It feels like eons ago that Amazon released Alexa and Echo exclusively to Prime members in November of 2014. Today, the voice of Alexa is a cultural icon, and thousands of users across the U.S. are turning to Alexa for their daily news. In fact, 42% of smart speaker owners reported using their smart speaker at least weekly to get the news in the Smart Audio Report from NPR and Edison.
Flash briefings are a great way to start the day — especially if you’re in the biz of marketing. With the industry landscape shifting, well, pretty much every day, flash briefings are my go-to source for the latest trends and news. But with over 8,000 results for “news” in the Alexa Skills Store, how do you choose which flash briefings to tune into?
I don’t mind TV commercials. There — I said it.
Before you call me crazy, hear me out. It’s not that I love sitting through ten minutes of dancing hamsters selling hatchbacks. It’s that I don’t have to anymore. Thanks to the Internet of Things, TV ads are becoming increasingly targeted — which means they’re becoming actually relevant to viewers like me.
A few weeks ago, I went on vacation and decided to turn on the hotel TV. Within an hour, I saw dozens of ads that I never see when I’m watching Hulu. The ads didn’t resonate with me at all. I don’t consume dairy — I haven’t for a long time. In over a year of using connected TV devices, I have not seen a single ad for milk or yogurt. In just one hour at my hotel, I saw six different milk commercials from three different companies. Now that’s bad ad spending.
Picture this: Sunday. You’ve cracked a beer and the buffalo sauce is flowing. You turn on the TV for the Big Game, and the first ad of the night begins to roll.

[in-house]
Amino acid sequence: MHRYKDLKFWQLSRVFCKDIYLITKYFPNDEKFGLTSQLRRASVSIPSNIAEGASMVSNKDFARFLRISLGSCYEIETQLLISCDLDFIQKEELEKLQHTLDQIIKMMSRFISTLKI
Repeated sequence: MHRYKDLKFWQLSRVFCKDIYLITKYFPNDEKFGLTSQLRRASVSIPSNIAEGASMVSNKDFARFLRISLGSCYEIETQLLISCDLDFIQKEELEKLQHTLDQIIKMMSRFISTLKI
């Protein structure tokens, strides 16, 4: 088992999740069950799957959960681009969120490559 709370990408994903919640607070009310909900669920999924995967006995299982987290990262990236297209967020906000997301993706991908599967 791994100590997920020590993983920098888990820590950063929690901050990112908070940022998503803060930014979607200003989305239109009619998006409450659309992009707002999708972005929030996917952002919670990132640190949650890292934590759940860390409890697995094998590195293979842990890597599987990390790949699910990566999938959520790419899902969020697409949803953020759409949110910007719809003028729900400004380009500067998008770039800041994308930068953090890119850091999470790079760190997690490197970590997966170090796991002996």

It’s morning, and a woman casually runs around a corner in her activewear. Fast-forward several hours to the end of the day, and she comes around the same corner. This time, she’s in casual clothes — and holding a six pack of ultra light beer!
Cue the eye roll.
What came first: the chicken or the egg? Who reigns supreme: man or the machine man built?
The human programming of machine learning has given machines the upper hand in enabling them to think quick, think ahead and adapt to meet human standards of right or wrong. Need proof? Take a look at IBM’s Watson vs. the ultimate human champions of Jeopardy. Or read about AlphaZero’s matchup against human Grandmasters of chess. Each of these stories paints a not-so-pretty picture. Humans are doomed.
Let's face it, marketing jobs involve a lot of math and data. Reporting is important for us to show off the awesome things that we do every day! But if your data isn't presented to the client in an organized, appealing way, your results may be lost. Data visualization is an important skill for marketers to understand and be able to use to tell a story through their data.
Tableau and Google Data Studio are two tools that are commonly used amongst marketers to make data visualization easy and client-friendly. Google Data Studio is a free tool from Google that lets users make custom reports with data from Google’s products and external sources. The tool first launched in Beta in 2016 and has progressively become more popular for marketers, specifically ones that utilize Google Suite products regularly. Tableau is a data analysis and visualization tool recently acquired by Salesforce. Tableau has served thousands of companies since 2003, establishing itself as a market-leading business intelligence tool
Trying to research which software is right for you can lead you down a deep Google rabbit-hole full of people swearing that there is only one true path. I want to clear all that up and give a clear, unbiased list of the benefits and limitations of each software from a digital marketing agency point of view.